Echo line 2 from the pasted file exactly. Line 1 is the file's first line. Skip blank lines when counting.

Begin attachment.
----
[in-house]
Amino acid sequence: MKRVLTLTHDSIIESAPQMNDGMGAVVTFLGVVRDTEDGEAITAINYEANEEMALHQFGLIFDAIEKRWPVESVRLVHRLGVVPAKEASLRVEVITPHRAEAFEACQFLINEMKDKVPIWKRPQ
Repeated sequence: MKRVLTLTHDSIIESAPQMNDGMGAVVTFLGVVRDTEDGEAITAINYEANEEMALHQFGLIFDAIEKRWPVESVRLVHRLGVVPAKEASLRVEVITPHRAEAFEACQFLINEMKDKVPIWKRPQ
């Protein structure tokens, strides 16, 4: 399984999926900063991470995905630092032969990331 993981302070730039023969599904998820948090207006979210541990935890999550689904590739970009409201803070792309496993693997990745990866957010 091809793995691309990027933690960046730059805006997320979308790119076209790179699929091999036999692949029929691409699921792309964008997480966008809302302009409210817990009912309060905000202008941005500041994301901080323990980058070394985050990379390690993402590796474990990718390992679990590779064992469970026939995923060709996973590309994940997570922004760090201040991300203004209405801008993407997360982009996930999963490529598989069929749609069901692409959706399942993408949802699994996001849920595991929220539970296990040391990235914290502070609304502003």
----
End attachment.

Amino acid sequence: MKRVLTLTHDSIIESAPQMNDGMGAVVTFLGVVRDTEDGEAITAINYEANEEMALHQFGLIFDAIEKRWPVESVRLVHRLGVVPAKEASLRVEVITPHRAEAFEACQFLINEMKDKVPIWKRPQ